Ross-Simons of Warwick, 102 F.3d at 19. It normally suffices, however, if the movant demonstrates " that its legal remedies are inadequate" and it faces " a substantial injury that is not accurately measureable or adequately compensable by money damages." Id. at 18-19 (citation omitted). Examples of irreparable injuries include loss of incalculable revenue and harm to goodwill or reputation. Id. at 19-20.
In the preliminary injunction context, the First Circuit also measures irreparable harm
on a sliding scale, working in conjunction with a moving party's likelihood of success on the merits, such that the strength of the showing necessary on irreparable harm depends in part on the degree of likelihood of success shown.
Braintree Labs., Inc. v. Citigroup Global Mkts. Inc., 622 F.3d 36, 42-43 (1st Cir. 2010).
Although the First Circuit has long employed a presumption of irreparable harm in infringement claims, see Concrete Mach. Co., Inc. v. Classic Lawn Ornaments, Inc., 843 F.2d 600, 611 (1st Cir. 1988), the Supreme Court has called that presumption into question in a recent case involving claims of patent infringement. eBay Inc. v. MercExchange, L.L.C., 547 U.S. 388, 393, 126 S.Ct. 1837, 164 L.Ed.2d 641 (2006). Noting the generally applicable language of the Supreme Court's admonition, the First Circuit subsequently found " no principled reason why it should not apply" in the context of a preliminary injunction to halt trademark infringement.
Voice of the Arab World, 645 F.3d at 33. Because of its ultimate holding, however, the First Circuit did not decide the issue in
Voice of the Arab World. Id. at 34-35.
In subsequent cases, moreover, the First Circuit has again noted this observation but still refused to decide whether eBay's holding extends to trademark infringement cases. See Swarovski Aktiengesellschaft v. Building No. 19, Inc., 704 F.3d 44, 54-55 (1st Cir. 2013) (reversing the district court's grant of an injunction " [w]hether or not the presumption of irreparable harm remains viable in this context" ). Other courts, however, have held that eBay's holding extends to other fields of intellectual property law. See, e.g., Salinger v. Colting, 607 F.3d 68, 77-78 (2d Cir. 2010).
Accordingly, this Court can comfortably extend the holding of
eBay v. MercExchange to this case.
Plaintiffs contend that they will suffer irreparable harm in the absence of preliminary injunctive relief because Dunkin' Donuts' customers are being deceived and Dunkin' Donuts has lost the ability to ensure the quality of the products offered under its trademarks. Plaintiffs emphasize that neither harm is quantifiable. Moreover, they note that courts have historically found that irreparable injury can be presumed from a showing of likelihood of success on the merits in a trademark infringement case.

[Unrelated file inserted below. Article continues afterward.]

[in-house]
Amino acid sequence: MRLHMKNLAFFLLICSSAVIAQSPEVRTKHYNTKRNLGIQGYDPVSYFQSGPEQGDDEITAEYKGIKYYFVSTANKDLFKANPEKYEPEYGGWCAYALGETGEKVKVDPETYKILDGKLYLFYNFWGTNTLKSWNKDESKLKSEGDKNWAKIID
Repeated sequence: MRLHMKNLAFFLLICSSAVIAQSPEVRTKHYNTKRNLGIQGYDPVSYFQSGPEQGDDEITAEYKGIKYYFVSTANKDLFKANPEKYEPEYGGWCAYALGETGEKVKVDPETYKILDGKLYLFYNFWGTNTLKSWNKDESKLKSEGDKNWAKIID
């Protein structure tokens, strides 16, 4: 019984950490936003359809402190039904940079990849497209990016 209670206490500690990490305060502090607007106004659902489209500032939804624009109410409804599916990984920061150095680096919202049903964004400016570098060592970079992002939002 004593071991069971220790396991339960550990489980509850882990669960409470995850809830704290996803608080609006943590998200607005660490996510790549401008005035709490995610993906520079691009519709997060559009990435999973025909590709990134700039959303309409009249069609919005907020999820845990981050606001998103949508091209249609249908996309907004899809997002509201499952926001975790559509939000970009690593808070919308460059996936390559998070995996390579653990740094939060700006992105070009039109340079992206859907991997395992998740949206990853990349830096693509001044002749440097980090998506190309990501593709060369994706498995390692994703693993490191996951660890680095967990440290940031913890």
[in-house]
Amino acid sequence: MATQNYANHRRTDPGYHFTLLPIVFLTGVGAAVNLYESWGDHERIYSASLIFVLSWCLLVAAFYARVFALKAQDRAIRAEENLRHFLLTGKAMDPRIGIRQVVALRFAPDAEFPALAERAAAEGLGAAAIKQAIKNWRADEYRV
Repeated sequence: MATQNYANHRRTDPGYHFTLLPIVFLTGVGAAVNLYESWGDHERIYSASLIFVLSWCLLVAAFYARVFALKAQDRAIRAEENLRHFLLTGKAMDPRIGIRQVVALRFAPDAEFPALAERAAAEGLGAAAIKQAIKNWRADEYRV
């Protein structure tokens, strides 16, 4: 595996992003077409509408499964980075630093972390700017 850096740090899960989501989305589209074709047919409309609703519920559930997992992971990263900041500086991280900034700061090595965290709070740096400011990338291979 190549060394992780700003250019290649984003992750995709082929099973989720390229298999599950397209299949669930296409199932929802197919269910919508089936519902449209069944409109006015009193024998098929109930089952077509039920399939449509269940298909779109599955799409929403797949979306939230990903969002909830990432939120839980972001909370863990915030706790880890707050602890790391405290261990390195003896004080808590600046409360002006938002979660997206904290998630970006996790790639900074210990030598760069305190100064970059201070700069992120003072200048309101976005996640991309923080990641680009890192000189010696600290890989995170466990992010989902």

Defendants respond that the presumption of irreparable harm in cases of trademark infringement has been functionally abolished in the First Circuit and should not apply here. Furthermore, defendants claim that they are continuing to follow Dunkin' Donuts' quality control guidelines so that there is no decrease in quality to Dunkin' Donuts' customers. Indeed, defendants note that, " if anything, Dunkin' and its goodwill continue to benefit from the continued operations by Wometco PR."
With a presumption of irreparable harm in place in trademark infringement cases, the Court can apply that presumption to the present facts. Moreover, applying the First Circuit's " sliding scale," the strong showing of a likelihood of success on the merits relaxes the requirement of irreparable harm. Thus framed, it is a simple task to find plaintiffs are likely to demonstrate irreparable harm in this case because they have undoubtedly lost control over their trademark in Puerto Rico.
3. Balance of Equities and the Public Interest
a. Legal Standard
The third and fourth factors to evaluate in connection with a motion for preliminary injunction are whether such relief would comport with the balance of the equities in the case and be in the public interest.
The Court must balance " the hardship that will befall the nonmovant if the injunction issues . . . with the hardship that will befall the movant if the injunction
does not issue." Mercado-Salinas v. Bart Enter. Intern., Ltd., 671 F.3d 12, 19 (1st Cir. 2011) (citation omitted). The potential of lost profits alone does not constitute sufficient hardship for this inquiry. See Concrete Machinery Co., Inc.
v. Classic Lawn Ornaments, Inc., 843 F.2d 600, 612 (1st Cir. 1988).
A preliminary injunction must also be in the public interest.
Voice of the Arab World, Inc., 645 F.3d at 32 (citation omitted). " The public interest that is referred to in the test [is] the public's interest in the issuance of the injunction itself."
Braintree Labs., 622 F.3d at 45 n.8. If there is no measurable effect on the public interest, the Court relies more heavily on the other criteria. See
Ross-Simons of Warwick, 102 F.3d at 15 (reviewing " the effect, if any, on the public interest" ) (emphasis added).